How hot was a ticket to "La Grande Affaire," last night's black-tie bash at the Sequoia restaurant?
So hot that people did almost anything to snag one of the 700 tickets, including hitting up anyone remotely connected with the party, using the old left-the-invitation-at-the-hotel trick, even impersonating waiters and reporters to crash the gate.
"During this period of time, I become one of the most popular guys in Washington," said LeBaron Taylor, vice president and general manager of CBS Records, which cosponsored the annual extravaganza. "It's almost gotten out of hand. When we used to hold it at hotels, people hid in the kitchen and bathrooms hours before the party. Now we sweep the place ahead of time."
The reception, considered the social highlight of the Congressional Black Caucus Weekend, has evolved from an exclusive cocktail party honoring the caucus members into an exclusive standing-room-only disco circus, complete with members of Congress, celebrities, free food, free champagne and dancing girls.
It was the kind of party where the normally restrained Eleanor Holmes Norton walked in the door and immediately jumped onto the dance floor to do the electric slide alongside the Rev. George Stallings Jr.
"I needed that," she gasped.
"I've gotten rusty, but Eleanor inspired me," laughed Stallings.
In addition to the caucus members and key staff members, most of Washington's black leaders showed up. "People coming to this affair know they're going to see a who's who -- at the moment -- of Washington," said Taylor. Last night's guest list included Norton, Stallings, Jesse Jackson, Mayor Marion Barry, Dorothy Height, singer Melba Moore, Democratic National Committee Chairman Ron Brown, D.C. mayoral candidate Sharon Pratt Dixon and Conrad and Peggy Cooper Cafritz.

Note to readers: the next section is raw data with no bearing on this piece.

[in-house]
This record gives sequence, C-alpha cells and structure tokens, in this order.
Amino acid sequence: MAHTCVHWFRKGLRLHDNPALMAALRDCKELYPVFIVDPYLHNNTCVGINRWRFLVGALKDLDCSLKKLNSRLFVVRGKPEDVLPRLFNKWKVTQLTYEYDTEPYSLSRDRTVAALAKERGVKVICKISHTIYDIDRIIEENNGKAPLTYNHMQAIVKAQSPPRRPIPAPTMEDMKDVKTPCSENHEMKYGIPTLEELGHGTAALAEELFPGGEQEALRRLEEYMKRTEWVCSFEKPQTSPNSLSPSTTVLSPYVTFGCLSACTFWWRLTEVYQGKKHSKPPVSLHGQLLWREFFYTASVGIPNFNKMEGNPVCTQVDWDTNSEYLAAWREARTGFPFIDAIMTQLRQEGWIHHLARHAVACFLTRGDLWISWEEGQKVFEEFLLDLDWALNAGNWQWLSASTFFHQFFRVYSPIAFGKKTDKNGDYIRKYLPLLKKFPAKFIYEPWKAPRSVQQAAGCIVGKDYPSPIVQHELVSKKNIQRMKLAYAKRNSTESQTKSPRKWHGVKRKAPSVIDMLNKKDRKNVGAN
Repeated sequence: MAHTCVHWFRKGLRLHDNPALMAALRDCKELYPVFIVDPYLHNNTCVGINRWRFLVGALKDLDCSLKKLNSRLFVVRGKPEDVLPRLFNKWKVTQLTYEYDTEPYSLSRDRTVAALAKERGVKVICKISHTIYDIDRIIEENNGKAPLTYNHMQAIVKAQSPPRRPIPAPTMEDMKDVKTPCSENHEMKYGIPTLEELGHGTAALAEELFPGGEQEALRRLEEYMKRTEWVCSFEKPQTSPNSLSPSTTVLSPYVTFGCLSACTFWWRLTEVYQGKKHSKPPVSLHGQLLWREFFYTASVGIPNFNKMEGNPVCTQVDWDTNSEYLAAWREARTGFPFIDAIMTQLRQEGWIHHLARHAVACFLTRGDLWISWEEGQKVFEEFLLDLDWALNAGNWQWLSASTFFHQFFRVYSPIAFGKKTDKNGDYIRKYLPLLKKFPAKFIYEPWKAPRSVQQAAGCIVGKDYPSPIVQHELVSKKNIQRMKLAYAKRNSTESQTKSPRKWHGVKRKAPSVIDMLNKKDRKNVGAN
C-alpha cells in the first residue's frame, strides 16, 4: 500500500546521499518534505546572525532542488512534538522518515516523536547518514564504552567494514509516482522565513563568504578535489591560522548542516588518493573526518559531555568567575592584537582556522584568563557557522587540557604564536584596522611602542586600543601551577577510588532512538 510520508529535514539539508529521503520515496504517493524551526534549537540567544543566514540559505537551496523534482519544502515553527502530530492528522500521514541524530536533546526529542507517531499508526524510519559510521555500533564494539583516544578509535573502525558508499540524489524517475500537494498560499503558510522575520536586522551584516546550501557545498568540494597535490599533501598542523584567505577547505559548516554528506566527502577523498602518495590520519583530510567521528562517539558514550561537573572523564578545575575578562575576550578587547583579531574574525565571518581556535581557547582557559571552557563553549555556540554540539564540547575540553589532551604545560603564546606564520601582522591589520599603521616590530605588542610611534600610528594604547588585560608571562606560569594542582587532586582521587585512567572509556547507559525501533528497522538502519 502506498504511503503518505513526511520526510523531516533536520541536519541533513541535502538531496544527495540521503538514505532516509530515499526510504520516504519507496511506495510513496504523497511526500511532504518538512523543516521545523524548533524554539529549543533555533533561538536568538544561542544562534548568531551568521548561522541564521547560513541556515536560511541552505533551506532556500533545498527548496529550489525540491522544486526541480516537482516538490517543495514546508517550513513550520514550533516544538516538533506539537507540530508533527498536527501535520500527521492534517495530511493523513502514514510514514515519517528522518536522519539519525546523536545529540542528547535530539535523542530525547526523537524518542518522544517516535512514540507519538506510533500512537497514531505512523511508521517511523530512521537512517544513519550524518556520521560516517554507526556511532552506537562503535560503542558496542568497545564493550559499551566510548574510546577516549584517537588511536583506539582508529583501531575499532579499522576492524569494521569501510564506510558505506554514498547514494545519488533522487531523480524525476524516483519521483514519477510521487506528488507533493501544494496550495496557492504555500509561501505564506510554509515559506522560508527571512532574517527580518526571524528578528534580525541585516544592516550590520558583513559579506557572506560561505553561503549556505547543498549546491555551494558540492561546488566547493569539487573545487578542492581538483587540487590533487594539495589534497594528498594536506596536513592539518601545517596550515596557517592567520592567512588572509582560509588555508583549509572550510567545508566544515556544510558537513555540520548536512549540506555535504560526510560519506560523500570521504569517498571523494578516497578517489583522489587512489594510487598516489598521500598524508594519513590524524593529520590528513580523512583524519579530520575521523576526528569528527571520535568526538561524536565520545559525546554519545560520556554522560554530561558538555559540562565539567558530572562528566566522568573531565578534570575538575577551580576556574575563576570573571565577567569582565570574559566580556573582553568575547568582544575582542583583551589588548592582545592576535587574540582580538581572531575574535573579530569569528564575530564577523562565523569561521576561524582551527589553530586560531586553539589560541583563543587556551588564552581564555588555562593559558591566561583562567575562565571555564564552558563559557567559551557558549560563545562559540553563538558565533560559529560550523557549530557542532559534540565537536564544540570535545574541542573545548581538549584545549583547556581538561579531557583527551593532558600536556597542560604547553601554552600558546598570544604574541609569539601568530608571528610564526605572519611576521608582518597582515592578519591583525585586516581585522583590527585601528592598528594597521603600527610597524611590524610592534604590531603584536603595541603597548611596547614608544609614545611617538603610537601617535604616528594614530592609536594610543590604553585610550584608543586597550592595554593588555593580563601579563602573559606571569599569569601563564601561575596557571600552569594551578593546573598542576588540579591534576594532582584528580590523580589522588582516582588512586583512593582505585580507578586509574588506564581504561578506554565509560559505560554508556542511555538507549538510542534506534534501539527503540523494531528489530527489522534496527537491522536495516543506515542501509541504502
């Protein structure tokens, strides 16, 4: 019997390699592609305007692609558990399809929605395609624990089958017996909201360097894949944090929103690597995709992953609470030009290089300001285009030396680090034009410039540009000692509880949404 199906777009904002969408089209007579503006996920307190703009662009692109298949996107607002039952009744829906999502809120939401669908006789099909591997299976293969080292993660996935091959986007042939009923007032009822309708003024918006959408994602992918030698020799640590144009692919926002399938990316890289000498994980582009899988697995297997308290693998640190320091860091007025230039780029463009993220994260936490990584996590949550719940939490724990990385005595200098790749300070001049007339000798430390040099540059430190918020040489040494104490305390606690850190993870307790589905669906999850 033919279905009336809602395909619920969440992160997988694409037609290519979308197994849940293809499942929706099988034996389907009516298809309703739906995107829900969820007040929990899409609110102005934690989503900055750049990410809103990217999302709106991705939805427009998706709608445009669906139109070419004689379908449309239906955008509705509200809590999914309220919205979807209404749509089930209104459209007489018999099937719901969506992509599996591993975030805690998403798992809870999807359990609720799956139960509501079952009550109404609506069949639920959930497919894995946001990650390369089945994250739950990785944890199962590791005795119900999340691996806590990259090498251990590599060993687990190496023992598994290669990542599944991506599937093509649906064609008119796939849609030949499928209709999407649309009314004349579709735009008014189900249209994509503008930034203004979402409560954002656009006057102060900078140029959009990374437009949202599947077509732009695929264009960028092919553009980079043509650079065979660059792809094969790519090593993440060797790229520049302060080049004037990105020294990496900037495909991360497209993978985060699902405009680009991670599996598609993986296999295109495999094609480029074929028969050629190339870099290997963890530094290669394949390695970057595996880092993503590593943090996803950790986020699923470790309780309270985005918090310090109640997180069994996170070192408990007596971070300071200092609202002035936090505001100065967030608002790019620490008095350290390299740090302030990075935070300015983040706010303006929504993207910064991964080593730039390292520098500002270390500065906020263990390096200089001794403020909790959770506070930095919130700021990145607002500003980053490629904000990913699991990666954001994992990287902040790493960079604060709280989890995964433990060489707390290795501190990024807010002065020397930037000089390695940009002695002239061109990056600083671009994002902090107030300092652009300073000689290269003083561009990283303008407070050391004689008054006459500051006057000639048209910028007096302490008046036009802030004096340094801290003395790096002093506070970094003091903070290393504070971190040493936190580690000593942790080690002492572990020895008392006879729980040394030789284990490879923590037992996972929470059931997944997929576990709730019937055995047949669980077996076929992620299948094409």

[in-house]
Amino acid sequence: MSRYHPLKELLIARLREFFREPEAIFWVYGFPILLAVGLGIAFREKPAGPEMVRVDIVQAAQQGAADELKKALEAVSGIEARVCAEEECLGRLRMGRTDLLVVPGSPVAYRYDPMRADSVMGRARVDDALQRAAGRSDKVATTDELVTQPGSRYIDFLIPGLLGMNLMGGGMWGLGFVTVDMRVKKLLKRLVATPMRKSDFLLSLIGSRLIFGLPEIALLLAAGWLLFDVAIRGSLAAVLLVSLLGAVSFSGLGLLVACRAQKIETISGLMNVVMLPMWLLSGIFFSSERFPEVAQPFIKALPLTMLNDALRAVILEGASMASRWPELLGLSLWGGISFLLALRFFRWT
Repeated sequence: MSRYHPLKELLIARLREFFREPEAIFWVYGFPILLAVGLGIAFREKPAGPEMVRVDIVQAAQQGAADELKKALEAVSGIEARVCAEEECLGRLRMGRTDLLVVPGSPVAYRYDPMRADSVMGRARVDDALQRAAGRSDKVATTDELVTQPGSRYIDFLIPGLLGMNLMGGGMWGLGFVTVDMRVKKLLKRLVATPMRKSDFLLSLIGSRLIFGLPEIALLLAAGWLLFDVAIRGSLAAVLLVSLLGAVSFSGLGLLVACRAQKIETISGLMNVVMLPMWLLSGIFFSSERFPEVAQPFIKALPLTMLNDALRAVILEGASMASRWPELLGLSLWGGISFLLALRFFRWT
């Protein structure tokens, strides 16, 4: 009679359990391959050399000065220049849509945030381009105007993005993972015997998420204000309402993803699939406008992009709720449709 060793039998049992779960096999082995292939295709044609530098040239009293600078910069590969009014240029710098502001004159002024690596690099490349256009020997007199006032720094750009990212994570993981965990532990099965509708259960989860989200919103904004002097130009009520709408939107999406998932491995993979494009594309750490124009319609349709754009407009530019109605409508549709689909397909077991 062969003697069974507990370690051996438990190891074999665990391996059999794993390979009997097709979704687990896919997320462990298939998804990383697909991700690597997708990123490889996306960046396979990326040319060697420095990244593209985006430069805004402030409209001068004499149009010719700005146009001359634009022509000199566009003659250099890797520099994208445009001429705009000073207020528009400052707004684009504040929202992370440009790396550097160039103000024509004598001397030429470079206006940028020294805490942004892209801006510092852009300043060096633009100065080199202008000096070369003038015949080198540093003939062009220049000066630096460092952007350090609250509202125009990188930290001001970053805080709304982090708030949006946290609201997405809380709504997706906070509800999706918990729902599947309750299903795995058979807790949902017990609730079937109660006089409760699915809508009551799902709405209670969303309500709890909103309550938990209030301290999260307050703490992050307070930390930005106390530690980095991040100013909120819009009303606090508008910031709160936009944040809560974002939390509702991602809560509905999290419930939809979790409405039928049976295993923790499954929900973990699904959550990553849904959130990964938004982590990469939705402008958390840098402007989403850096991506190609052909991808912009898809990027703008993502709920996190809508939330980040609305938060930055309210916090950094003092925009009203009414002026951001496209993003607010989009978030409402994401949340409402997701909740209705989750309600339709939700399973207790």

"Everyone who knows LeBaron knows it's going to be great," said Height. "It's a chance to see people from around the country. It's the party."
"I used to like it because it had a lot of food and alcohol," said Barry with a smile. "Now I like it for the food."
Emanuel Cleaver of Kansas City called it "a fabulous party -- but the networking going on was phenomenal."
Taylor, who has hosted the party for 14 years, said the keys to the event's success are the guest list, the music and location. This year's party, held overlooking the river at the site of the former Potomac Restaurant, added a knockout setting to the generous supplies of shrimp, crab cakes and champagne.
"One advantage we have is that we're in the entertainment industry, so we understand what is glitzy," Taylor said. "This is glitz."
He had just spotted the Howard University dancers, poured into turquoise bodysuits with matching feather headdresses -- sort of Jazzercise meets the Cotton Club.
The dancers sashayed onto the floor and performed their version of the vogue. Then they found some willing volunteers, who were quickly joined by another hundred audience members, for a spirited rendition of the electric slide.
"Outstanding," whistled one appreciative onlooker. "They fit the atmosphere perfectly."
Taylor stood on the sidelines watching the crowd boogie their hearts out. "This is one evening where they really relax," he said.
The only person willing for the night to end, it seemed, was the host himself.
"To be honest," said Taylor, "If you're a good host, you're so busy looking out for your guests that you really don't have a good time."